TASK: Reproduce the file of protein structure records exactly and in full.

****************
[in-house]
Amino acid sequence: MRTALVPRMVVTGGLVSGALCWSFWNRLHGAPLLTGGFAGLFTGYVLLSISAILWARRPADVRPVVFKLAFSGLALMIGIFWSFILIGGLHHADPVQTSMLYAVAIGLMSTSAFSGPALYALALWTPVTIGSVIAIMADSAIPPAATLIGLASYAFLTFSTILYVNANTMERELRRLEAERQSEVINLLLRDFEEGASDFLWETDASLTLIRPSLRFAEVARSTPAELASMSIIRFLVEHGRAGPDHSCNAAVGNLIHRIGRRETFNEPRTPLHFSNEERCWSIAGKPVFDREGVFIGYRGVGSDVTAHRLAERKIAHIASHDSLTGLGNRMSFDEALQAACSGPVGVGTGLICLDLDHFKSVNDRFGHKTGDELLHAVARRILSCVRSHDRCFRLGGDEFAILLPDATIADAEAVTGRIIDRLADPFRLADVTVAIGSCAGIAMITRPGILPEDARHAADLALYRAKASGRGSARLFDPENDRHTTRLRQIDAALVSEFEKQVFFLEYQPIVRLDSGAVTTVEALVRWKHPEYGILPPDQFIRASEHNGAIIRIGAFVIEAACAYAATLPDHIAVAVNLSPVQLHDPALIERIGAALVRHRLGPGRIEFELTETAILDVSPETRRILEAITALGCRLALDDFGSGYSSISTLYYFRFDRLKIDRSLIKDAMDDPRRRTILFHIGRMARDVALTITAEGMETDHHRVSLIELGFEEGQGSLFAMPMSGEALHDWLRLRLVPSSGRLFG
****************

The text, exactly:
[in-house]
Amino acid sequence: MRTALVPRMVVTGGLVSGALCWSFWNRLHGAPLLTGGFAGLFTGYVLLSISAILWARRPADVRPVVFKLAFSGLALMIGIFWSFILIGGLHHADPVQTSMLYAVAIGLMSTSAFSGPALYALALWTPVTIGSVIAIMADSAIPPAATLIGLASYAFLTFSTILYVNANTMERELRRLEAERQSEVINLLLRDFEEGASDFLWETDASLTLIRPSLRFAEVARSTPAELASMSIIRFLVEHGRAGPDHSCNAAVGNLIHRIGRRETFNEPRTPLHFSNEERCWSIAGKPVFDREGVFIGYRGVGSDVTAHRLAERKIAHIASHDSLTGLGNRMSFDEALQAACSGPVGVGTGLICLDLDHFKSVNDRFGHKTGDELLHAVARRILSCVRSHDRCFRLGGDEFAILLPDATIADAEAVTGRIIDRLADPFRLADVTVAIGSCAGIAMITRPGILPEDARHAADLALYRAKASGRGSARLFDPENDRHTTRLRQIDAALVSEFEKQVFFLEYQPIVRLDSGAVTTVEALVRWKHPEYGILPPDQFIRASEHNGAIIRIGAFVIEAACAYAATLPDHIAVAVNLSPVQLHDPALIERIGAALVRHRLGPGRIEFELTETAILDVSPETRRILEAITALGCRLALDDFGSGYSSISTLYYFRFDRLKIDRSLIKDAMDDPRRRTILFHIGRMARDVALTITAEGMETDHHRVSLIELGFEEGQGSLFAMPMSGEALHDWLRLRLVPSSGRLFG